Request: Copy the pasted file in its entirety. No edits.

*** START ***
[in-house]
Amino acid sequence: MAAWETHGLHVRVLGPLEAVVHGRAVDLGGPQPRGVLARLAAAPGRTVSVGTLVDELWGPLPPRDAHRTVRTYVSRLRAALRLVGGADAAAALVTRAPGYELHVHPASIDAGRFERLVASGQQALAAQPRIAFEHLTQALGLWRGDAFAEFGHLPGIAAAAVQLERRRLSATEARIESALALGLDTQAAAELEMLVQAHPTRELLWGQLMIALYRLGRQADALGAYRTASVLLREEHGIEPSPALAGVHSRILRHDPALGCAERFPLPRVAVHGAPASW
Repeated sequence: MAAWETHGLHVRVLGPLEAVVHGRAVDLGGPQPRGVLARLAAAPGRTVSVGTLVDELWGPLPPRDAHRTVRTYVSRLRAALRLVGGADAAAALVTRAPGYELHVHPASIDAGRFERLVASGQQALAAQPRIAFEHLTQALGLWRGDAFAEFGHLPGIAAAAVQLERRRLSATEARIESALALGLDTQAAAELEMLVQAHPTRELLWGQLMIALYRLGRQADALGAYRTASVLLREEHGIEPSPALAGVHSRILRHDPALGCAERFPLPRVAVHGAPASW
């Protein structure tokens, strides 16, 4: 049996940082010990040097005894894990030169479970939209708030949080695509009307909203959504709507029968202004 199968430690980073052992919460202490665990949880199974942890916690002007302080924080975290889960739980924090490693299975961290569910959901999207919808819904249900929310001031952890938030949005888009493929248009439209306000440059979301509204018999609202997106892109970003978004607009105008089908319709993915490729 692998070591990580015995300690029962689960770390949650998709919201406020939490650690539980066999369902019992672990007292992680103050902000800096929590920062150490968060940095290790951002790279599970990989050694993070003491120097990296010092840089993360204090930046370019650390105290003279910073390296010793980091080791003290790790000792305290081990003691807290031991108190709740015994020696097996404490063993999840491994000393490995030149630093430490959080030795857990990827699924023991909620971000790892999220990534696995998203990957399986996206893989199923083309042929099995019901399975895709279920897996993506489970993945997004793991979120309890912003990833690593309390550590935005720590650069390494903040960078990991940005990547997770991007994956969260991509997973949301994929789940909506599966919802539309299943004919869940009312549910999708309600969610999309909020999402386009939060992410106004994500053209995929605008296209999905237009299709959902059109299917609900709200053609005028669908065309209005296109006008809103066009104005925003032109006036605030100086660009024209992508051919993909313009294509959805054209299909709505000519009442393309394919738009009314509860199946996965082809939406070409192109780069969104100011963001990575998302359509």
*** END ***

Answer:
[in-house]
Amino acid sequence: MAAWETHGLHVRVLGPLEAVVHGRAVDLGGPQPRGVLARLAAAPGRTVSVGTLVDELWGPLPPRDAHRTVRTYVSRLRAALRLVGGADAAAALVTRAPGYELHVHPASIDAGRFERLVASGQQALAAQPRIAFEHLTQALGLWRGDAFAEFGHLPGIAAAAVQLERRRLSATEARIESALALGLDTQAAAELEMLVQAHPTRELLWGQLMIALYRLGRQADALGAYRTASVLLREEHGIEPSPALAGVHSRILRHDPALGCAERFPLPRVAVHGAPASW
Repeated sequence: MAAWETHGLHVRVLGPLEAVVHGRAVDLGGPQPRGVLARLAAAPGRTVSVGTLVDELWGPLPPRDAHRTVRTYVSRLRAALRLVGGADAAAALVTRAPGYELHVHPASIDAGRFERLVASGQQALAAQPRIAFEHLTQALGLWRGDAFAEFGHLPGIAAAAVQLERRRLSATEARIESALALGLDTQAAAELEMLVQAHPTRELLWGQLMIALYRLGRQADALGAYRTASVLLREEHGIEPSPALAGVHSRILRHDPALGCAERFPLPRVAVHGAPASW
């Protein structure tokens, strides 16, 4: 049996940082010990040097005894894990030169479970939209708030949080695509009307909203959504709507029968202004 199968430690980073052992919460202490665990949880199974942890916690002007302080924080975290889960739980924090490693299975961290569910959901999207919808819904249900929310001031952890938030949005888009493929248009439209306000440059979301509204018999609202997106892109970003978004607009105008089908319709993915490729 692998070591990580015995300690029962689960770390949650998709919201406020939490650690539980066999369902019992672990007292992680103050902000800096929590920062150490968060940095290790951002790279599970990989050694993070003491120097990296010092840089993360204090930046370019650390105290003279910073390296010793980091080791003290790790000792305290081990003691807290031991108190709740015994020696097996404490063993999840491994000393490995030149630093430490959080030795857990990827699924023991909620971000790892999220990534696995998203990957399986996206893989199923083309042929099995019901399975895709279920897996993506489970993945997004793991979120309890912003990833690593309390550590935005720590650069390494903040960078990991940005990547997770991007994956969260991509997973949301994929789940909506599966919802539309299943004919869940009312549910999708309600969610999309909020999402386009939060992410106004994500053209995929605008296209999905237009299709959902059109299917609900709200053609005028669908065309209005296109006008809103066009104005925003032109006036605030100086660009024209992508051919993909313009294509959805054209299909709505000519009442393309394919738009009314509860199946996965082809939406070409192109780069969104100011963001990575998302359509």